We are in camping mode.
We used to tent camp/car camp when our kids were with us. We had some great times doing that. But when we decided to spend some extended time traveling, Rob wanted to go the RV route. I think it’s the boy scout in him…the fixer…you’re always fixing things on an RV…who loves a challenge. Some people buy boats or get into hunting or fishing. We own an RV. Or more correctly, our RV owns us, at least when we’re using it for travel.
We have a fridge and freezer in the RV, but we keep an ice chest going too, so we monitor ice. We monitor water levels, grey water and black water (if you don’t know these terms, use your imagination.) We monitor how much fresh water we have, if we’re not connected to water at a campsite. For the uninitiated, there are all sorts of campsites. You can have full hookups, which can include everything from water, sewer, electricity, up to cable and internet. Or you can do just water and electricity, or you can camp without any hookups at all, as long as you have enough water to supply your own needs. The generator runs off gas, so you can turn it on to supply electricity needs. The stove and oven operate off propane.
For purists out there who think this is all faux camping, let me just say: you’re right! No backpacking in over miles of trail for us, and no freeze-dried meals either. I’m sorry, the camping gene just barely made it on board, this is the best I can do. Well, I once could do tent camping, in my former life, but now I’m spoiled to being a turtle and having my portable house with me. I’ve done a pretty good job. I have my Bialetti coffee maker, my cutting board, some favorite knives, a pillow top mattress on the bed, and candles to go with dinner…among a few other comforts. Yes, part of the fun is re-creating a homey environment. But…in national park settings! How cool is that?!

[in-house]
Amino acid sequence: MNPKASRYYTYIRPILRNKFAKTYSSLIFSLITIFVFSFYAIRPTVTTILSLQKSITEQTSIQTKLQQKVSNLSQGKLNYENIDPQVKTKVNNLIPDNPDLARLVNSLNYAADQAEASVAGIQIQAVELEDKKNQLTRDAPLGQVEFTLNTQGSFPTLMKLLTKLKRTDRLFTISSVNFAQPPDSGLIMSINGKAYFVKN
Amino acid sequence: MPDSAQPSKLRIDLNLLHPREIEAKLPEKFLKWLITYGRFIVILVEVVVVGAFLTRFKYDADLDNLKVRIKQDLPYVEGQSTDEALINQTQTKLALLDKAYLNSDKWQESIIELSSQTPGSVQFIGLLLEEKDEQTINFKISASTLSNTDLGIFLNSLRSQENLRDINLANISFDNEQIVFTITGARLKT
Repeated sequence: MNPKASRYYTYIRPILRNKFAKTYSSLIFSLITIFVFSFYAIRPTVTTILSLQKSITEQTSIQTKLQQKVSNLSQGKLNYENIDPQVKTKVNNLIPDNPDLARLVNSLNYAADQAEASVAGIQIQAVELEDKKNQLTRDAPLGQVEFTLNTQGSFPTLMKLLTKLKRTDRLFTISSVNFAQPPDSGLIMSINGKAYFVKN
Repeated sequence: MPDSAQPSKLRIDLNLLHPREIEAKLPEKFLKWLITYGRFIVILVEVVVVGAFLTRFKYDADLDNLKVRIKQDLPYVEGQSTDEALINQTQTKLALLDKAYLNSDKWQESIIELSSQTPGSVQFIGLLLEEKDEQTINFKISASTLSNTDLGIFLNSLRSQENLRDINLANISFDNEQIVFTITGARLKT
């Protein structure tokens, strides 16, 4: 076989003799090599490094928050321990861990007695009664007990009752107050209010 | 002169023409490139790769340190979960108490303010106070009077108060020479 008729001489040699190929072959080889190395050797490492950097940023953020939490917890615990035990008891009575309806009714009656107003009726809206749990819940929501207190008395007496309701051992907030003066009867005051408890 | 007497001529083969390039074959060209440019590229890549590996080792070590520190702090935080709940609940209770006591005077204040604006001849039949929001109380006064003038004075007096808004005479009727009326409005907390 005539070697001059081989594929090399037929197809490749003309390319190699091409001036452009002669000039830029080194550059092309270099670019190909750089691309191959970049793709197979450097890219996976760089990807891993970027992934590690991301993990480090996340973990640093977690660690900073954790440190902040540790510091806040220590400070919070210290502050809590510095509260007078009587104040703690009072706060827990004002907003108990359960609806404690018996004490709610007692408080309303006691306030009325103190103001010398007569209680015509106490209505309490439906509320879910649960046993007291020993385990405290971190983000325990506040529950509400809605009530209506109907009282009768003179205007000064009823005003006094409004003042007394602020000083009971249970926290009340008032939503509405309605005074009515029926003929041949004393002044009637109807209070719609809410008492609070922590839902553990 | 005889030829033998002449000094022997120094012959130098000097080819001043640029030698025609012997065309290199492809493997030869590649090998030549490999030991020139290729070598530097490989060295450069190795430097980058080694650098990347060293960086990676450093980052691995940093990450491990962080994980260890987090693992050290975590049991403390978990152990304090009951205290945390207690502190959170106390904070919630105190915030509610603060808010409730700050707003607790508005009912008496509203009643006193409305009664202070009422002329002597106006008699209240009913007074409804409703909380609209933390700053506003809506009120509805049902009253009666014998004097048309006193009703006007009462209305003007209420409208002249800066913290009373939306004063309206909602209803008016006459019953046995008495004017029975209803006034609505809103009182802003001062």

One of the good things about owning vs renting an RV is that over time, we’ve stocked it with a lot of the essentials, like citrus reamers and beach towels…you know, the really important stuff! So when we take it out, we only need groceries and gas and we can be ready to go…providing it’s not been sitting for a year and needs new batteries…but that was yesterday’s post. Anyway, it can be pretty simple to launch.
The hardest part is remembering from visit to visit if we’ve left something in the RV for future use, or if we need to bring something on the next trip. I always think I’ll remember, and I never do. I sometimes make lists, but invariably, if I can’t find something at home, I begin to wonder, did I leave that in the RV? Or, the other question, do I need this for the RV? I’m finding, over time, that it’s easy to have duplicates of a lot of small items. Because if, for example, you find a kitchen gadget that you like for your home, you begin to think, “I could really use this in the RV!” Whether or not that’s true, that’s what you think. Because of course, camping wouldn’t be quite right without the gourmet tools you’ve come to know and love, would it?
Sometimes I just have to stop myself and repeat: We are in camping mode.